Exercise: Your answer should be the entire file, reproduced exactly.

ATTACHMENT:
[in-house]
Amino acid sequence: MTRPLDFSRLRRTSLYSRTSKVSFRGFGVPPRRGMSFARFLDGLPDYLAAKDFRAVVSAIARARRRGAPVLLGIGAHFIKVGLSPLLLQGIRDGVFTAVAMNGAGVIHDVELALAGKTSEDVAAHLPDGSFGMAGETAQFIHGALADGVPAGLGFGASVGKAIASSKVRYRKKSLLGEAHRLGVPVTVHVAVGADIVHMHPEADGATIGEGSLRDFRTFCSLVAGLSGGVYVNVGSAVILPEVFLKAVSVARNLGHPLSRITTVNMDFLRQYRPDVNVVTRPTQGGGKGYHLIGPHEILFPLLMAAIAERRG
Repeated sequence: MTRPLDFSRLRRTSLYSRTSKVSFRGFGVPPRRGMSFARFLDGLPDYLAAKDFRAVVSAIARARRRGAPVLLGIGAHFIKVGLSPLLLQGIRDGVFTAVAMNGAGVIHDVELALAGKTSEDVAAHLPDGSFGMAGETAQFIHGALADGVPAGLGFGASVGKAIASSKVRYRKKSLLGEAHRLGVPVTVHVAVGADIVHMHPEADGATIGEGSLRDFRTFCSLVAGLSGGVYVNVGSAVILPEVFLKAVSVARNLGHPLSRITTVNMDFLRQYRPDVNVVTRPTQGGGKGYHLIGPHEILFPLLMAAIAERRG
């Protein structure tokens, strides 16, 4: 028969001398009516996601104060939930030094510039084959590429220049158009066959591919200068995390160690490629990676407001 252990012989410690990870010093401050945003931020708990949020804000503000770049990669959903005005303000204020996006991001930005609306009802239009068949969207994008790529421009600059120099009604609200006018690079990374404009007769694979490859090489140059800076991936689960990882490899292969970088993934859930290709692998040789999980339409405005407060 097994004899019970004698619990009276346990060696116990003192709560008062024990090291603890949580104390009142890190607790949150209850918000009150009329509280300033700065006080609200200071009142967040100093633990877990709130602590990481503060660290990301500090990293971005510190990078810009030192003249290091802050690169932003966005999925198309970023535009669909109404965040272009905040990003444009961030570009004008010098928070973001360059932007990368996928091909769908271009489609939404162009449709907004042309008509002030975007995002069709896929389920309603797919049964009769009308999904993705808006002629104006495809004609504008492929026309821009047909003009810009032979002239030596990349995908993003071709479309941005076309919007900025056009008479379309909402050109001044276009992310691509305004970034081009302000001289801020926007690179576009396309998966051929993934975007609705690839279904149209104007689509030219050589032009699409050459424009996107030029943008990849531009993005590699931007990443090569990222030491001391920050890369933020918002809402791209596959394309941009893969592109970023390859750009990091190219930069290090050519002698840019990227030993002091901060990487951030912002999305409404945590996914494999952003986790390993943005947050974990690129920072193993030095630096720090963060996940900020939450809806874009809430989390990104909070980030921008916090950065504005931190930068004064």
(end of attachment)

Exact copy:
[in-house]
Amino acid sequence: MTRPLDFSRLRRTSLYSRTSKVSFRGFGVPPRRGMSFARFLDGLPDYLAAKDFRAVVSAIARARRRGAPVLLGIGAHFIKVGLSPLLLQGIRDGVFTAVAMNGAGVIHDVELALAGKTSEDVAAHLPDGSFGMAGETAQFIHGALADGVPAGLGFGASVGKAIASSKVRYRKKSLLGEAHRLGVPVTVHVAVGADIVHMHPEADGATIGEGSLRDFRTFCSLVAGLSGGVYVNVGSAVILPEVFLKAVSVARNLGHPLSRITTVNMDFLRQYRPDVNVVTRPTQGGGKGYHLIGPHEILFPLLMAAIAERRG
Repeated sequence: MTRPLDFSRLRRTSLYSRTSKVSFRGFGVPPRRGMSFARFLDGLPDYLAAKDFRAVVSAIARARRRGAPVLLGIGAHFIKVGLSPLLLQGIRDGVFTAVAMNGAGVIHDVELALAGKTSEDVAAHLPDGSFGMAGETAQFIHGALADGVPAGLGFGASVGKAIASSKVRYRKKSLLGEAHRLGVPVTVHVAVGADIVHMHPEADGATIGEGSLRDFRTFCSLVAGLSGGVYVNVGSAVILPEVFLKAVSVARNLGHPLSRITTVNMDFLRQYRPDVNVVTRPTQGGGKGYHLIGPHEILFPLLMAAIAERRG
């Protein structure tokens, strides 16, 4: 028969001398009516996601104060939930030094510039084959590429220049158009066959591919200068995390160690490629990676407001 252990012989410690990870010093401050945003931020708990949020804000503000770049990669959903005005303000204020996006991001930005609306009802239009068949969207994008790529421009600059120099009604609200006018690079990374404009007769694979490859090489140059800076991936689960990882490899292969970088993934859930290709692998040789999980339409405005407060 097994004899019970004698619990009276346990060696116990003192709560008062024990090291603890949580104390009142890190607790949150209850918000009150009329509280300033700065006080609200200071009142967040100093633990877990709130602590990481503060660290990301500090990293971005510190990078810009030192003249290091802050690169932003966005999925198309970023535009669909109404965040272009905040990003444009961030570009004008010098928070973001360059932007990368996928091909769908271009489609939404162009449709907004042309008509002030975007995002069709896929389920309603797919049964009769009308999904993705808006002629104006495809004609504008492929026309821009047909003009810009032979002239030596990349995908993003071709479309941005076309919007900025056009008479379309909402050109001044276009992310691509305004970034081009302000001289801020926007690179576009396309998966051929993934975007609705690839279904149209104007689509030219050589032009699409050459424009996107030029943008990849531009993005590699931007990443090569990222030491001391920050890369933020918002809402791209596959394309941009893969592109970023390859750009990091190219930069290090050519002698840019990227030993002091901060990487951030912002999305409404945590996914494999952003986790390993943005947050974990690129920072193993030095630096720090963060996940900020939450809806874009809430989390990104909070980030921008916090950065504005931190930068004064």